SaaS valuations cratered in early 2022. But these startups thrived.

VCs were still bullish on supply chain, recruiting and data startups despite the economic environment that chopped the valuations of newly public companies and late-stage enterprise startups.

While private equity has been investing in enterprise tech for decades, the confluence of several trends in the sector is making it more competitive than ever before.
Image: Getty Images; Protocol

Despite a volatile tech stock market so far this year that has included delayed IPOs, lowered valuations and declining investor sentiment, a few enterprise tech categories managed to keep getting funding. Data platforms, supply chain management tech, workplace software and cybersecurity startups all dominated the funding cycle over the past quarter.

When it comes to enterprise SaaS, the number of mega-deals — VC funding rounds over $100 million — spiked last year, according to data from Pitchbook. Partially driven by the onset of a pandemic that accelerated the need for everything from contact centers to supply chains to move into the cloud, the number of large VC deals tripled between 2020 and 2021. That growth has extended into this year, where the number of mega-deals has already outpaced all of 2020.

Keep Reading Show less
Aisha Counts

Aisha Counts (@aishacounts) is a reporter at Protocol covering enterprise software. Formerly, she was a management consultant for EY. She's based in Los Angeles and can be reached at acounts@protocol.com.

Sponsored Content

Foursquare data story: leveraging location data for site selection

We take a closer look at points of interest and foot traffic patterns to demonstrate how location data can be leveraged to inform better site selecti­on strategies.

Imagine: You’re the leader of a real estate team at a restaurant brand looking to open a new location in Manhattan. You have two options you’re evaluating: one site in SoHo, and another site in the Flatiron neighborhood. Which do you choose?

Keep Reading Show less
Fintech

Plaid is striking back after Stripe entered its core business

Onboarding customers through identity verification and ACH transfers is a hot sector in fintech, and the two fast-growing fintechs are set to battle it out.

Plaid is looking to help banks and fintech companies with anything related to the onboarding of a customer onto a financial product, said Plaid CTO Jean-Denis Greze.

Photo: Plaid

Plaid is moving into identity verification in a crucial expansion beyond its roots connecting banks and fintechs — a move that could put it in more direct competition with Stripe, another company known for its financial software tools.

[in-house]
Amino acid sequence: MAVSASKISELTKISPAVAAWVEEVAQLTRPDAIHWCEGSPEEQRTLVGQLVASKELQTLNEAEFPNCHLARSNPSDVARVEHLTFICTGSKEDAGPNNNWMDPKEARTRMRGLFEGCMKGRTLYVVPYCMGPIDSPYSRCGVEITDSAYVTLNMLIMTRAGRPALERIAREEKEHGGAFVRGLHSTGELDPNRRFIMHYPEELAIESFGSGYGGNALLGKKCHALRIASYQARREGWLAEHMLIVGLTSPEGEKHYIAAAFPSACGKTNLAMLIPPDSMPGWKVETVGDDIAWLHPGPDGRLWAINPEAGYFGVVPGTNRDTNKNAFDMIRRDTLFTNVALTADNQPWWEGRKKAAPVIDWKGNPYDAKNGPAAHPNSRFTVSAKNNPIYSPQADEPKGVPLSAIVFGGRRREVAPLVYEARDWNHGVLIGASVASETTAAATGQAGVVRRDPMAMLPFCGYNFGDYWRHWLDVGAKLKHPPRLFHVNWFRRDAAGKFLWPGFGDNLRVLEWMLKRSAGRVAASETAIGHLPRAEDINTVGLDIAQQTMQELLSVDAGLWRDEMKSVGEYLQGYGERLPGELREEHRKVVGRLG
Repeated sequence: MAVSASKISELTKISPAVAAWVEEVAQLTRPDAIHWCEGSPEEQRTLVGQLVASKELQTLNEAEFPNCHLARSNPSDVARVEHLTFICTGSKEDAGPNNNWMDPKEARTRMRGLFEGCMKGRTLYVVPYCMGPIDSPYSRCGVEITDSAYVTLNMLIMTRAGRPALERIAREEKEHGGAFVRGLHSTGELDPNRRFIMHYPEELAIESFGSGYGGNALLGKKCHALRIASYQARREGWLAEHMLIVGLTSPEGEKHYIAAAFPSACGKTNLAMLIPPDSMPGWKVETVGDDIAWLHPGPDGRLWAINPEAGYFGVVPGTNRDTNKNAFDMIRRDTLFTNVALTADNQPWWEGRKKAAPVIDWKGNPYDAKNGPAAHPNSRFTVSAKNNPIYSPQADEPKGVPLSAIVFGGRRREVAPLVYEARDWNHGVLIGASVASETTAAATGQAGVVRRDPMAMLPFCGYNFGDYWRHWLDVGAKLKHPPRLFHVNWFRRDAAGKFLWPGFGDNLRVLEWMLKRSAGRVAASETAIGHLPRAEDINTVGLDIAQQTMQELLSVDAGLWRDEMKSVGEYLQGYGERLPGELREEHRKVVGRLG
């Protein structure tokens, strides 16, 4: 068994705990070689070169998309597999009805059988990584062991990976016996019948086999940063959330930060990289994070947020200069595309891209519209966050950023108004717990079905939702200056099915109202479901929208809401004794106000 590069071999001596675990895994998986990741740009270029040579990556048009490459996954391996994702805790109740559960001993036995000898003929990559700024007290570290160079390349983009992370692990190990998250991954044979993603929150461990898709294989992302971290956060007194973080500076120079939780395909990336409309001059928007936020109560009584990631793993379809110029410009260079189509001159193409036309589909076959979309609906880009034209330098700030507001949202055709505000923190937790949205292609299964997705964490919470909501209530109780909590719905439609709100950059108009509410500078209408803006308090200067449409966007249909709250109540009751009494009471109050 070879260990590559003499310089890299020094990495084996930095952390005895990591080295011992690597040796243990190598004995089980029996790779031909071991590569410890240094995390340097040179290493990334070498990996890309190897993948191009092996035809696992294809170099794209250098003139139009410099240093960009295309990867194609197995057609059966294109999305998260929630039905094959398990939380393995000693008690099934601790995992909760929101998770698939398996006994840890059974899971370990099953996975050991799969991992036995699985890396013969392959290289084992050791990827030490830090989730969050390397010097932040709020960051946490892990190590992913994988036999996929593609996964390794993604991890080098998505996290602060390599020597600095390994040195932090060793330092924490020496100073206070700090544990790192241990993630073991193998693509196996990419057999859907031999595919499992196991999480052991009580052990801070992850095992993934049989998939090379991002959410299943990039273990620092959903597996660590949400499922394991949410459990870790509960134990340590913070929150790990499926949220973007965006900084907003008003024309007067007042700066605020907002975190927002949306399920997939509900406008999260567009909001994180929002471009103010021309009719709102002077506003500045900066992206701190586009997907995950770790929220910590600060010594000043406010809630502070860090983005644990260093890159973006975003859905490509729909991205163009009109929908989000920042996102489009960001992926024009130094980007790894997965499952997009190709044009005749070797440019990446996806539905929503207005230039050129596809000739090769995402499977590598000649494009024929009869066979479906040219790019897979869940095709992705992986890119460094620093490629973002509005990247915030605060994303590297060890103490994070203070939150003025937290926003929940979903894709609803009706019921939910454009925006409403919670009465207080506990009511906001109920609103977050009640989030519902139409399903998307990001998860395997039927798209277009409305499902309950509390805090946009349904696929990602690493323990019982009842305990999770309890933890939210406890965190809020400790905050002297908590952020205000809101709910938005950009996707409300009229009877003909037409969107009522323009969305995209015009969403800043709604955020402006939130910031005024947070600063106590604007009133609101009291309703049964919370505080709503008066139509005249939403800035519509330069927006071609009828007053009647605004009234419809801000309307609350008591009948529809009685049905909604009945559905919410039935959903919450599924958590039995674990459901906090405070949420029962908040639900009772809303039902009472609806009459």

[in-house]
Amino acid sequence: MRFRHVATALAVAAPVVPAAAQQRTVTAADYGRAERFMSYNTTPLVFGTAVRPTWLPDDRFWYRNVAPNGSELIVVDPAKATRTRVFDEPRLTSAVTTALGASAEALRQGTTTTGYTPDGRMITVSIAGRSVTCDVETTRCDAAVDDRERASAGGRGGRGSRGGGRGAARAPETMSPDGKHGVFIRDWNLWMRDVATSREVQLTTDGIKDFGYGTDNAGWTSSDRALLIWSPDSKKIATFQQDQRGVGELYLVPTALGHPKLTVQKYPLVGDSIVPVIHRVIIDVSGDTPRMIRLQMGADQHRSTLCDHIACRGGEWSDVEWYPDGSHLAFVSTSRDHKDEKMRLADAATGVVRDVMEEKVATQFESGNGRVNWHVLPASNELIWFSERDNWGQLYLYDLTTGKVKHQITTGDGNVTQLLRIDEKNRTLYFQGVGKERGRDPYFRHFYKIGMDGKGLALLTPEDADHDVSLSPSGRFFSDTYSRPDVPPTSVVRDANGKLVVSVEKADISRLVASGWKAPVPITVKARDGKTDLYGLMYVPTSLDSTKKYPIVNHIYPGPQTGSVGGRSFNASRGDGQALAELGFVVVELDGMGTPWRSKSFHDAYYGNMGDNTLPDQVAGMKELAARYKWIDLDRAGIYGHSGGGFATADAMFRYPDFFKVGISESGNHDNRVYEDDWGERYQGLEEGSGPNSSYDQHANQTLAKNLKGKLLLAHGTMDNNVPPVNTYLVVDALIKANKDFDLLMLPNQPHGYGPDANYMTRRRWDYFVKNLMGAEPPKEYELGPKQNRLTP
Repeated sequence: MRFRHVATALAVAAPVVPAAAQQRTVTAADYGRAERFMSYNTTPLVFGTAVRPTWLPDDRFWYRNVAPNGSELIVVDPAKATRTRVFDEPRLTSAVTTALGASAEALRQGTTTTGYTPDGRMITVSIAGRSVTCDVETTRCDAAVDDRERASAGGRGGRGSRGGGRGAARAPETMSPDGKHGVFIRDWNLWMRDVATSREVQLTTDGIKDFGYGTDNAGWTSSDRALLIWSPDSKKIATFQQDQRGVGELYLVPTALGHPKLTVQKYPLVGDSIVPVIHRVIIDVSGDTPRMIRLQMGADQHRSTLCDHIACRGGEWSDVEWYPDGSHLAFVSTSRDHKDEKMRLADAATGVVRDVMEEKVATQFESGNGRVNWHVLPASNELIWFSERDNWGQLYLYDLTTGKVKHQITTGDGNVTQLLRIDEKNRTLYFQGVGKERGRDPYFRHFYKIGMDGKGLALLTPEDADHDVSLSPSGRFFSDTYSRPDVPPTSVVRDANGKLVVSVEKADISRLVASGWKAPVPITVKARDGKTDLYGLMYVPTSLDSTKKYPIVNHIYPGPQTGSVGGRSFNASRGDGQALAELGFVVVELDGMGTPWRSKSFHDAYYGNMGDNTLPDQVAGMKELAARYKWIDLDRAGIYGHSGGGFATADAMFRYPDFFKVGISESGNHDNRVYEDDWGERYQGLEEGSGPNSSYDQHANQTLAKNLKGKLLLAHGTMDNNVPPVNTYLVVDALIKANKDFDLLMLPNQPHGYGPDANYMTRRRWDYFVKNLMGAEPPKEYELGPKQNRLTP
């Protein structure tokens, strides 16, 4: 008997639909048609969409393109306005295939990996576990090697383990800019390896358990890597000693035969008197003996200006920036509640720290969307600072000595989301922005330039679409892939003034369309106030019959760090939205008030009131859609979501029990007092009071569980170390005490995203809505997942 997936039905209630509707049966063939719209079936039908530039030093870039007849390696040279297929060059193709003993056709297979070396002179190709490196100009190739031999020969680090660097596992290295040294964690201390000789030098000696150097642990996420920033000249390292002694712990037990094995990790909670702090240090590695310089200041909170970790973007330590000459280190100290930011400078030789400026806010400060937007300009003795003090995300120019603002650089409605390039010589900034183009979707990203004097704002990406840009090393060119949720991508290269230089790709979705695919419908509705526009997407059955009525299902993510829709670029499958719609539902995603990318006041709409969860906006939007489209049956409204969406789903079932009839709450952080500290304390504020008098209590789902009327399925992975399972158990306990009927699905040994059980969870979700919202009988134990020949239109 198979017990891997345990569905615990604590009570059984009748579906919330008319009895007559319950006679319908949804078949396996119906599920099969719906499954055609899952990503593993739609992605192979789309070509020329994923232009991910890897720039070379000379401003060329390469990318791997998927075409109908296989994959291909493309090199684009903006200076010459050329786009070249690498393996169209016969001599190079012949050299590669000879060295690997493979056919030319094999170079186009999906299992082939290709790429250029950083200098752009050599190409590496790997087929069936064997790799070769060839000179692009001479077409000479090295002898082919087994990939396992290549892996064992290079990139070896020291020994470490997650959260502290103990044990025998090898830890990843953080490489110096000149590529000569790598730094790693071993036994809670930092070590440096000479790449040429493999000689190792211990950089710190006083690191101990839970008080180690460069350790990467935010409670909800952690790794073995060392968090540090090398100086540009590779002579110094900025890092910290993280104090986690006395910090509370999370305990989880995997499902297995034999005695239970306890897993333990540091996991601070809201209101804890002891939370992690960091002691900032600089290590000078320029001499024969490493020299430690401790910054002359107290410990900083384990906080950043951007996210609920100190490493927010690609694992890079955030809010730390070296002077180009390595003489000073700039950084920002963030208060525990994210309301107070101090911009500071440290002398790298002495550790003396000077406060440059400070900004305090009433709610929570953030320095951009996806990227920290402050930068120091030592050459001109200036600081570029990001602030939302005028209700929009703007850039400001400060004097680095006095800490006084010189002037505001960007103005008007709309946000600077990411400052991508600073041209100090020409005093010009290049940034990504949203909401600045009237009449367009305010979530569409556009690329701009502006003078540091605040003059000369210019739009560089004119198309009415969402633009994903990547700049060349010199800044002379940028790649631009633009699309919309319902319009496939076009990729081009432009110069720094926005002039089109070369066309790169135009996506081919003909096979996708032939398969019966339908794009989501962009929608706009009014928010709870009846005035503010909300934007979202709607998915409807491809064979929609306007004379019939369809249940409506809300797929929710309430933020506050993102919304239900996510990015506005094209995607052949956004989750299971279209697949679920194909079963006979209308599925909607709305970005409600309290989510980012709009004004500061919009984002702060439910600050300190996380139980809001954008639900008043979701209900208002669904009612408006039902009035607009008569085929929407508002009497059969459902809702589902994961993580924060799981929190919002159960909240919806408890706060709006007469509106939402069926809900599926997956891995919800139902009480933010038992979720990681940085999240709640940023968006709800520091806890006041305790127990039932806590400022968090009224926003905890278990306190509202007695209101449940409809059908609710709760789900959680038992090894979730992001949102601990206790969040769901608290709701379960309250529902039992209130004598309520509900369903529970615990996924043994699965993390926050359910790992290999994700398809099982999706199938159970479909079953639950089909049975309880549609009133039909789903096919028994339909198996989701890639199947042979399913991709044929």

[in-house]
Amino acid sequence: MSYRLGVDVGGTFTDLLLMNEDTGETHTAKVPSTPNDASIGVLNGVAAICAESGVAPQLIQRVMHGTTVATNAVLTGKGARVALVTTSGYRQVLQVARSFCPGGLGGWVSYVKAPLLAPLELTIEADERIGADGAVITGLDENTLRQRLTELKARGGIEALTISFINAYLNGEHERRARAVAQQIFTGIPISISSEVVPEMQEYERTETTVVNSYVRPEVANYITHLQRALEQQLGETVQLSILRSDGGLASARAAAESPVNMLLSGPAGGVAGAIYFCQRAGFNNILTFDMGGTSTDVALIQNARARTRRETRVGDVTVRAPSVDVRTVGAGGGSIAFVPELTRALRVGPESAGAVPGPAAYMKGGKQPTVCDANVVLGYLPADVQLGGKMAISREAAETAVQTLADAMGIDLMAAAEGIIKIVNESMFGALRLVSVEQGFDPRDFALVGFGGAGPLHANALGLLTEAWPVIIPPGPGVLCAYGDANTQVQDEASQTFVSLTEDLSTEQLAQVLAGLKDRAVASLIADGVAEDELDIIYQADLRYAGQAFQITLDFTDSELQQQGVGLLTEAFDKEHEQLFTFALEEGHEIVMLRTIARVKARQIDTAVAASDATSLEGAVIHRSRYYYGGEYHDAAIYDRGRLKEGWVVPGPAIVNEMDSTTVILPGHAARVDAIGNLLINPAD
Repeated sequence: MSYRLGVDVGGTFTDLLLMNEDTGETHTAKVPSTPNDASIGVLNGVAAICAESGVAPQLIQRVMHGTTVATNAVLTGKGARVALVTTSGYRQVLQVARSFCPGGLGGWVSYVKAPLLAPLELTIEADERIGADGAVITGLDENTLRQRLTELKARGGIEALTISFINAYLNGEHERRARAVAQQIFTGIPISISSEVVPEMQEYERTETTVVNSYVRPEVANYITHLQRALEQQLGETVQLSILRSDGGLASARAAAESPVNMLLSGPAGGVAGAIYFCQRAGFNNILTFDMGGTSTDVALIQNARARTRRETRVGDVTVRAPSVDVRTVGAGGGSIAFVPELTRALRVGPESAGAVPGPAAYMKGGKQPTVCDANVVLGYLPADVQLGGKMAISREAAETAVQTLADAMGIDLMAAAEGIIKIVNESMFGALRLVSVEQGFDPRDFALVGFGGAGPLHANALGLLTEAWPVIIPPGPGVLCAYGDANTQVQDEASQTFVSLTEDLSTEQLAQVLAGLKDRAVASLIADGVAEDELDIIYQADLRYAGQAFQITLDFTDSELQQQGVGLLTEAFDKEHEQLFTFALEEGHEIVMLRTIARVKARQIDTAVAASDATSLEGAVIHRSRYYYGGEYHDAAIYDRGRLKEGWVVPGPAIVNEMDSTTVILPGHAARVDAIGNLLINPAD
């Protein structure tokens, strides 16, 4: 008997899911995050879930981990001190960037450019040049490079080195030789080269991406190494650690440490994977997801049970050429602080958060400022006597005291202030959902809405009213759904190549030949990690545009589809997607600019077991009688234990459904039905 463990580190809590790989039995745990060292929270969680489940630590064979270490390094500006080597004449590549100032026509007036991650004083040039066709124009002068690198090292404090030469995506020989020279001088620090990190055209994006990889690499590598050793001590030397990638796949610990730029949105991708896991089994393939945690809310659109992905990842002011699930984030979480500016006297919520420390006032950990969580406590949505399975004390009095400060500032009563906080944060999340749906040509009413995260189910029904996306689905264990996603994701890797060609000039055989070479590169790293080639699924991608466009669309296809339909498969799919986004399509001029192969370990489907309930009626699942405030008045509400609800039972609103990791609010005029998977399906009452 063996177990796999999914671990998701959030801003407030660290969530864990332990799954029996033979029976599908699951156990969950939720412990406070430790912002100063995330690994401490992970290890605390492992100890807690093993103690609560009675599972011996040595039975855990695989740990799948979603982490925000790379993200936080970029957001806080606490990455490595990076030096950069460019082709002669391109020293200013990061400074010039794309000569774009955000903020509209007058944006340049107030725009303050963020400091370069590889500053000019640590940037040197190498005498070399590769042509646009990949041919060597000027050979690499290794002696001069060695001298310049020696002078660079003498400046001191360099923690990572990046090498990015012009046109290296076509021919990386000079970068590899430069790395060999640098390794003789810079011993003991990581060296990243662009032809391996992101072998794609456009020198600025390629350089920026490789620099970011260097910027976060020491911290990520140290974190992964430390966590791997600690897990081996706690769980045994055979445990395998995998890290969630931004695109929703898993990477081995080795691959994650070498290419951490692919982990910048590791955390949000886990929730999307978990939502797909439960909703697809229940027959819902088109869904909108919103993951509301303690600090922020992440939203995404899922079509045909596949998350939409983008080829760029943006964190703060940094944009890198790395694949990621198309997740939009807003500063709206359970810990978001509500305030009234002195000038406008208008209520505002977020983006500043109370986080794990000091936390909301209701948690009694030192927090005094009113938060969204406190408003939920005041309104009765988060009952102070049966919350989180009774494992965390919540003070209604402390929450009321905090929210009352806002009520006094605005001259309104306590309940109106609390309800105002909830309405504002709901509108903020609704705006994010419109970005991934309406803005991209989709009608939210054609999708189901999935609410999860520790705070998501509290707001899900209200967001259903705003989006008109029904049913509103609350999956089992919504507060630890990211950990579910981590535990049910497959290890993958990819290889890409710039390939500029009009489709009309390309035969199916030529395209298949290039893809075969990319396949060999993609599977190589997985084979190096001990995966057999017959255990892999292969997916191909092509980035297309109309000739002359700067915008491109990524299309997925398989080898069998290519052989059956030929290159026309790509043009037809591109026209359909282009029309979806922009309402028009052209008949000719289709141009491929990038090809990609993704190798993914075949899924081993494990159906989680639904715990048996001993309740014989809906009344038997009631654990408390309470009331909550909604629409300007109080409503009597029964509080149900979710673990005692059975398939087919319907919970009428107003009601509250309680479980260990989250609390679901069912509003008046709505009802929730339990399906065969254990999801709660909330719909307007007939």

In conjunction with its Plaid Forum customer conference this week, the company is also announcing two products focused on ACH transfers as it moves into payments.

Keep Reading Show less
Tomio Geron

Tomio Geron ( @tomiogeron) is a San Francisco-based reporter covering fintech. He was previously a reporter and editor at The Wall Street Journal, covering venture capital and startups. Before that, he worked as a staff writer at Forbes, covering social media and venture capital, and also edited the Midas List of top tech investors. He has also worked at newspapers covering crime, courts, health and other topics. He can be reached at tgeron@protocol.com or tgeron@protonmail.com.

Workplace

Getting reproductive benefits at work could be a privacy nightmare

A growing number of tech companies are extending abortion-related travel benefits. Given privacy and legal fears, will employees be too scared to use them?

How employers can implement and discuss reproductive benefits in a way that puts employees at ease.

Photo: Sigrid Gombert via Getty Images

It’s about to be a lot harder to get an abortion in the United States. For many, it’s already hard. The result is that employers, including large companies, are being called upon to fill the abortion care gap. The likelihood of a Roe v. Wade reversal was the push some needed to extend benefits, with Microsoft and Tesla announcing abortion-related travel reimbursements in recent weeks. But the privacy and legal risks facing people in need of abortions loom large. If people have reason to fear texting friends for abortion resources, will they really want to confide in their company?

An employee doesn’t have “much to worry about” when it comes to health privacy, said employee benefits consultant Jessica Du Bois. “The HR director or whoever's in charge of the benefits program is not going to be sharing that information.” Employers have a duty to protect employee health data under HIPAA and a variety of state laws. Companies with self-funded health plans — in other words, most large companies — can see every prescription and service an employee receives. But the data is deidentified.

Keep Reading Show less
Lizzy Lawrence

Lizzy Lawrence ( @LizzyLaw_) is a reporter at Protocol, covering tools and productivity in the workplace. She's a recent graduate of the University of Michigan, where she studied sociology and international studies. She served as editor in chief of The Michigan Daily, her school's independent newspaper. She's based in D.C., and can be reached at llawrence@protocol.com.

Enterprise

VMware CEO Raghu Raghuram: Edge is growing faster than cloud

The now-standalone company is staking its immediate future on the multicloud era of IT and hybrid work, while anticipating increased demand for edge-computing software.

VMware CEO Raghu Raghuram spoke with Protocol about the company's future.

Photo: VMware

Nearly a year into his tenure as CEO, Raghu Raghuram believes VMware is well-positioned for the third phase of its evolution, but acknowledges its product transformation still needs some work.

The company, which pioneered the hypervisor and expanded to virtualized networking and storage with its vSphere operating environment, now is helping customers navigate a distributed, multicloud world and hybrid work with newfound freedom as an independent company after being spun off from Dell Technologies last November.

Keep Reading Show less
Donna Goodison

Donna Goodison (@dgoodison) is Protocol's senior reporter focusing on enterprise infrastructure technology, from the 'Big 3' cloud computing providers to data centers. She previously covered the public cloud at CRN after 15 years as a business reporter for the Boston Herald. Based in Massachusetts, she also has worked as a Boston Globe freelancer, business reporter at the Boston Business Journal and real estate reporter at Banker & Tradesman after toiling at weekly newspapers.

Latest Stories
Bulletins